The supermarkets take us for mugs. And we let them | Yvonne Roberts

Tesco’s ‘farm’ labels play on our confusions about food. We like the idea of local provenance, but want low prices too

The voice of Enid Blyton is in there somewhere, telling us, once upon a time, about those happy children of Cherry Tree Farm, frolicking with the lambs in rural paradise, enjoying perpetual summers, wholesome diets and the traditional pleasures of British agricultural life. They live in a land in which nobody has to visit a food bank to feed their family; childhood obesity is unknown, and globally, millions of people are no longer starving to death. Instead, good quality, affordable, unadulterated food, grown locally, is the norm for all – some fairy tale.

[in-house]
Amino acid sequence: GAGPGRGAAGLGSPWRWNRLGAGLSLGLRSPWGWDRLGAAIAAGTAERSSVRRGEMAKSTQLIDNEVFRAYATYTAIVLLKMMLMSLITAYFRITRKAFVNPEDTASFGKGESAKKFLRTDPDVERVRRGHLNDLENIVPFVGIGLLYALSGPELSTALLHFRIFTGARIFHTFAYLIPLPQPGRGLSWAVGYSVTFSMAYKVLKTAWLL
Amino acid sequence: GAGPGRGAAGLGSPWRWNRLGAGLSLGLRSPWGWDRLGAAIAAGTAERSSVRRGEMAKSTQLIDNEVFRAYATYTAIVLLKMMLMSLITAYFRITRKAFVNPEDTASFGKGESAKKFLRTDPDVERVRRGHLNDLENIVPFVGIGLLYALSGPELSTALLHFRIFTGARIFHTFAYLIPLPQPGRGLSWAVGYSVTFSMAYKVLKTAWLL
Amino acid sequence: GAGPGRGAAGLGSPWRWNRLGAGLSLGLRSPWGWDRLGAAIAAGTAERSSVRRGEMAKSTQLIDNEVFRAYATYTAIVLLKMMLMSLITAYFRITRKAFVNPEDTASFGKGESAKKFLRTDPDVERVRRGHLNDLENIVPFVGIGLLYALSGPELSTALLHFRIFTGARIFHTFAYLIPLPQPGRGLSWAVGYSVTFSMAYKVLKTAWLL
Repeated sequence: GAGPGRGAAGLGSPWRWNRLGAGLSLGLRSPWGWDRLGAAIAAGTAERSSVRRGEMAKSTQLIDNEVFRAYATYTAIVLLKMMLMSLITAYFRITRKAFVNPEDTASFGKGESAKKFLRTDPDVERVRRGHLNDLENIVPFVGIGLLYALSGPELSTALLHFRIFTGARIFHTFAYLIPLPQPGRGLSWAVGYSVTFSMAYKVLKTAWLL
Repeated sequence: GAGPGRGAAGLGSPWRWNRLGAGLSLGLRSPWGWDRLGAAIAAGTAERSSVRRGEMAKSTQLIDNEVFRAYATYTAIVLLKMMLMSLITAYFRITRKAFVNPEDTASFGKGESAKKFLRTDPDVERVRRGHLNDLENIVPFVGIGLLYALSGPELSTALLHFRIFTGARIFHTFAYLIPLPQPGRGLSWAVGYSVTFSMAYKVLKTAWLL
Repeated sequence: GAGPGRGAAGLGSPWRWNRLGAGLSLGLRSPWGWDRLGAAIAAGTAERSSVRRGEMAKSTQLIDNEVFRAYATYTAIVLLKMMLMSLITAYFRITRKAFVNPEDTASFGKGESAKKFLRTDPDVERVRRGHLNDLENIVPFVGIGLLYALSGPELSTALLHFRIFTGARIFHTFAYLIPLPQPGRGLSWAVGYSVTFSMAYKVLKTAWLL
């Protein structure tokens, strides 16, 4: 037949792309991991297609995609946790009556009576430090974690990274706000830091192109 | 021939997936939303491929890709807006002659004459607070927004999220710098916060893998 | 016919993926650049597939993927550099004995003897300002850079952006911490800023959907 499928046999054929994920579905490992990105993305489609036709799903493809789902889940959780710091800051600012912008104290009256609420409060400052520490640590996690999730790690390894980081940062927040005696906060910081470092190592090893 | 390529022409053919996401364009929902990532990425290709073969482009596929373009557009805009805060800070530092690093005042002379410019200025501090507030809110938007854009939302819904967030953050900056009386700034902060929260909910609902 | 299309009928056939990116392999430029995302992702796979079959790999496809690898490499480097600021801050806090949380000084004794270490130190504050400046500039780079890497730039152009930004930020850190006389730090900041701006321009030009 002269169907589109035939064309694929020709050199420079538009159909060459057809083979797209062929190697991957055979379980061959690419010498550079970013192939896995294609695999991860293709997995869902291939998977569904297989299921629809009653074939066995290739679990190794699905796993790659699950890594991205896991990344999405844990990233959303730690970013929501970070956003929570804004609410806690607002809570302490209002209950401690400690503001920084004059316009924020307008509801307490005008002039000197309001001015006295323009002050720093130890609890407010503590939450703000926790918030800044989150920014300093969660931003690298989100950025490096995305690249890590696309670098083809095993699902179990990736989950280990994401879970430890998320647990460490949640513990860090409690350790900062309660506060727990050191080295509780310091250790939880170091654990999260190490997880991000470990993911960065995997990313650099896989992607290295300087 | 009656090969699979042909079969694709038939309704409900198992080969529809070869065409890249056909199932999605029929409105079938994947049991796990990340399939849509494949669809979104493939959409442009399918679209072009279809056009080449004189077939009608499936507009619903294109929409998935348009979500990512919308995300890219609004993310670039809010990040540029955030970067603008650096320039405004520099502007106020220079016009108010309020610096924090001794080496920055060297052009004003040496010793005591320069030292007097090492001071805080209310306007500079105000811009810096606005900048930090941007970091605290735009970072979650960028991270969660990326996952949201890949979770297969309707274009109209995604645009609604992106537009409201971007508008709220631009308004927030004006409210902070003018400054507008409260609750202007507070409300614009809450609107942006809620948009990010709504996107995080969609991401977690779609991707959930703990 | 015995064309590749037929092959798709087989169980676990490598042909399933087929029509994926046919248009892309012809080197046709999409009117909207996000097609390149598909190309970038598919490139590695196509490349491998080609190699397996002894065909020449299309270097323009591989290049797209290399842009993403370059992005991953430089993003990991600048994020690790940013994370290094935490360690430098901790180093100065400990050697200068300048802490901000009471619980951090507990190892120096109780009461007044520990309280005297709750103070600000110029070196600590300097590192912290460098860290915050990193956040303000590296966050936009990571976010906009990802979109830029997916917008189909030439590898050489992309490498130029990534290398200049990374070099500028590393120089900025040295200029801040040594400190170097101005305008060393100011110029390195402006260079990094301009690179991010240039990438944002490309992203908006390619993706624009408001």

“Farm fresh” is a label that works as a nostalgia button long pushed by retailers and advertisers to summon up dreams of quality, reliability and value. Instead, it ought to warn us of an increasingly dystopian world. One in which shoppers are too often taken for mugs. Yet, we continue to give the supermarket chains our custom, no matter how badly they behave.

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